Women’s Prize for Fiction, or what constitutes women’s fiction

clip_image001

The longlist has been drawn up, the judges assembled, the reading begins…….

Formerly known as The Orange Prize for Fiction, this year it is named Women’s Prize for Fiction, which is pretty wonderful since it places women back there in the forefront, where they should always have been. Just my humble opinion!

While I have been eagerly awaiting the disclosure of who made it to the 2013 longlist, in the end I have to thank my dear blogging friend, Claire, over on her blog Word by Word (if you haven’t found her yet, then scuttle over there asap, you’re in for a real treat…….after you’ve read this post of course! J)

According to the Women’s Prize for Fiction 2013 web site the prize is “one of the most prestigious literary awards in the world” celebrating “excellence, originality and accessibility in women’s writing from throughout the world”. And the prize is quite considerable too, £30,000 along with a bronze statue created by artist Grizel Niven. The Prize is awarded annually, and is the most exciting event in the world of women’s fiction writing as far as I’m concerned.

The Bessie

There are five judges this year: actress Miranda Richardson who is Chair of this year’s judging panel; author Jojo Moyes; feminist activist and writer Natasha Walter; author and journalist Rachel Johnson; and BBC broadcaster and journalist Razia Iqbal. Find out more about them all here.

The criteria for the Prize are “accessibility, originality and excellence in writing by women”. The judges are asked to choose “on the basis of novels that inspire them, move them, make them think – and that they admire and enjoy!” These are precisely the qualities I hope to find when I read, and what I most enjoy about reading much women’s fiction.

So on to the longlist, which was announced today:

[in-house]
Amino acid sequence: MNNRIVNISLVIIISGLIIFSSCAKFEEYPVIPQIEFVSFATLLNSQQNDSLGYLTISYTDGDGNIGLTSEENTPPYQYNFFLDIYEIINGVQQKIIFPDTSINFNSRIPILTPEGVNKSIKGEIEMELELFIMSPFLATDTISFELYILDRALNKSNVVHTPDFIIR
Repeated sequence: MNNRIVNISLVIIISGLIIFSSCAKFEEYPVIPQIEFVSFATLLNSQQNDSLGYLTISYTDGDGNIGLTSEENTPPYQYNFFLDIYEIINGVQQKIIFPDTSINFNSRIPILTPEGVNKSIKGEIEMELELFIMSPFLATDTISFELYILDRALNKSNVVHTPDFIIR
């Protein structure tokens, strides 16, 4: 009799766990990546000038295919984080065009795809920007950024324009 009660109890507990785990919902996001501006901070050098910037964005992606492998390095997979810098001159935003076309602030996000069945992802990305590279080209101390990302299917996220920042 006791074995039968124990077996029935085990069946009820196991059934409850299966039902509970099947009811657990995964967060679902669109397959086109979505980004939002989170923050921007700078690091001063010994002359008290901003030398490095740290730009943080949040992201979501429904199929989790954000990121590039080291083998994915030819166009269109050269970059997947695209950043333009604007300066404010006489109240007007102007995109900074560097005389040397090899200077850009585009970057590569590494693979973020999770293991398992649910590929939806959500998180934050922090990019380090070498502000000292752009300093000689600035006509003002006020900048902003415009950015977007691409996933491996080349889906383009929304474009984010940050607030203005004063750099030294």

clip_image002

A Trick I Learned from Dead Men, Kitty Aldridge (Jonathan Cape)

Alif the Unseen, G. Willow Wilson (Corvus Books)

Bring Up the Bodies, Hilary Mantel (Fourth Estate)

Flight Behaviour, Barbara Kingsolver (Faber & Faber)

Gone Girl, Gillian Flynn (Weidenfeld & Nicolson)

Honour, Elif Shafak (Viking)

How Should a Person Be?, Sheila Heti (Harvill Secker)

Ignorance, Michele Roberts (Bloomsbury Publishing)

Lamb, Bonnie Nadzam (Hutchinson)

Life after Life, Kate Atkinson (Doubleday )life after life

Mateship with Birds, Carrie Tiffany (Picador)

May We Be Forgiven, A.M. Homes (Granta Books)

NW, Zadie Smith (Hamish Hamilton)

The Forrests, Emily Perkins (Bloomsbury Circus)

The Innocents, Francesca Segal (Chatto & Windus)

The Light Between Oceans, M L Stedman (Doubleday )

The Marlowe Papers, Ros Barber (Sceptre)

The People of Forever Are Not Afraid, Shani Boianjiu (Hogarth)The-People-of-Forever-Are-Not-Afraid

The Red Book, Deborah Copaken Kogan (Virago)

Where’d You Go, Bernadette?, Maria Semple (Weidenfeld & Nicolson)

For more information about Women’s Prize for Fiction, including the history of the prize (it was initially set up in 1992 as a response to the lack of female authors nominated for the Booker Prize that year), rules, details about sponsorship of the Prize, lists of previous winners and a whole lot more, check out the web site http://www.womensprizeforfiction.co.uk/ You can also sign up online for updates.

 

So which one are you going to read first? Based on Claire’s review, my choice is The Light Between Oceans, M L Stedman.

Advertisements